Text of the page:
and eats most any creature.

For such a short little poem, it packs a lot of punch.

But that is just the beginning. a text bar down the side of the page explains how the anaconda is the longest snake in the world. It tells us that anacondas belong to a group of snakes known as constructors and relates in detail how they kill. Then it adds a little tidbit adding that A also stands for Australia, home to some of the most distinctive rainforest animals and plants in the world.

The letters are represented as follows:
B is for Brazil and bromeliads (plants).
C is for canopy and chicle (a gum).
D is for dispensers. (I bet you never saw that coming.) It is also for deforestation.
E is for epiphytes (a plant) and endangered.

And so on.

It is great to see an entire two-page spread dedicated to the medicines we have received from rainforests and could receive in the future , if there’s anything left. Also included are the Yanomamo people. The last page is the most powerful.

Z is for the number zero.
I hope you’ll understand –
it’s all the species that are left,
if we don’t preserve this land.

It states such facts as “The number of fish species in the Amazon exceeds the number in the entire Atlantic Ocean.” And finishing off with, “By some estimates at least one and a half acres of rainforest are lost every second of every day.”

The last text before the ending bullets and answers to questions reads, “Some experts estimate that more than 130 plant, animal, and insect species are lost every single day due to rainforest deforestation (that’s about 50,000 species a year)! If deforestation continues at current rates, some scientists figure that nearly 80 to 90% of tropical rain forest ecosystems may be destroyed within the next 25 years.” (published in 2009)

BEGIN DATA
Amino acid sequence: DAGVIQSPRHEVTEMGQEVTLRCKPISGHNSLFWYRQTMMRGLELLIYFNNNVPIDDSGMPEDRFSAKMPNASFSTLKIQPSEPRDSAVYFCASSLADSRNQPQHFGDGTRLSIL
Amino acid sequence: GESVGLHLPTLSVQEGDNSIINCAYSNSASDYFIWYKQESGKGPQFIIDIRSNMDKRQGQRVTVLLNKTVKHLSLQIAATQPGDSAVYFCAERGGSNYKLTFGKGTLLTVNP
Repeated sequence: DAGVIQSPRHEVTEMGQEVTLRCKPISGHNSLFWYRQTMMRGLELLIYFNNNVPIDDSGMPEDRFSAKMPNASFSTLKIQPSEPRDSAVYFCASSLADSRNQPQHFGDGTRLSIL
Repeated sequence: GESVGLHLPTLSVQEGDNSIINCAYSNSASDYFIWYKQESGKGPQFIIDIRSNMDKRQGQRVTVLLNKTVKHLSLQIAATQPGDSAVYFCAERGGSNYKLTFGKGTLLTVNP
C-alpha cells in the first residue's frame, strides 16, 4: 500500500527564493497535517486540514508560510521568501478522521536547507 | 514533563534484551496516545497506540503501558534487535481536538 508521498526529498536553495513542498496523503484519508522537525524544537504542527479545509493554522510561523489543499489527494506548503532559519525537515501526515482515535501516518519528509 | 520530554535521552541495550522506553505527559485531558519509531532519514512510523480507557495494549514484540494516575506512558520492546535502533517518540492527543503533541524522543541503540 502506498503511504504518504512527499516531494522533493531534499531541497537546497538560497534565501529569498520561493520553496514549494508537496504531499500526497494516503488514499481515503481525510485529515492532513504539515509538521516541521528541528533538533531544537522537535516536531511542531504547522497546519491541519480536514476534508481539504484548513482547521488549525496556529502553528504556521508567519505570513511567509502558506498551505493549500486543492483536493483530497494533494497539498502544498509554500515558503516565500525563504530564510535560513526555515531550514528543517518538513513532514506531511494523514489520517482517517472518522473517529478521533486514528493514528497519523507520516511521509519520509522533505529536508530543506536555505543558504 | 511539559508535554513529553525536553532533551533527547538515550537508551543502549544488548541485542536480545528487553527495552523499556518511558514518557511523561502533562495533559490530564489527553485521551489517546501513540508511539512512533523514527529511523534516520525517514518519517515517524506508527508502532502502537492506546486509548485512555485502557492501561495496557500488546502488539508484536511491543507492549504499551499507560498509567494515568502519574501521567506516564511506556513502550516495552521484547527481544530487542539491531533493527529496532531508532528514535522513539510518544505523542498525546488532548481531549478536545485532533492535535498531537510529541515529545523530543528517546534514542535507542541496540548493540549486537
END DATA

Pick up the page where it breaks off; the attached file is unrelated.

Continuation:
Click on the picture to buy the book.

It is unfortunate that it doesn’t cite the biggest contributing problem – the massive intake of meat by an exploding population. According to my research, more than half of deforestation is done to create cattle ranches or, more often, to grow food to feed farm animals. The worst part is, the land can only sustain this for a few years and then they must move on leaving decimation behind them.

The fact “if deforestation continues at current rates” is misleading. The population of earth is presently at 7.5 billion people. Every day, meat producers are expanding their market into new countries and cultures. Because of this, and other more minor factors, the rate of deforestation of rainforests is increasing. Environmentalists and human rights advocates who have opposed cattle ranchers and big corporations have been murdered. Fewer people are willing to speak out. As a result, we will continue to the loose potential cures, trees that provide clean air, unique and wonderful animals, and stunningly beautiful ecosystems. For more information on this, watch the documentary Cowspiracy.

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Bonnie Ferrante: Books For All Ages

Now I Know My A B Cs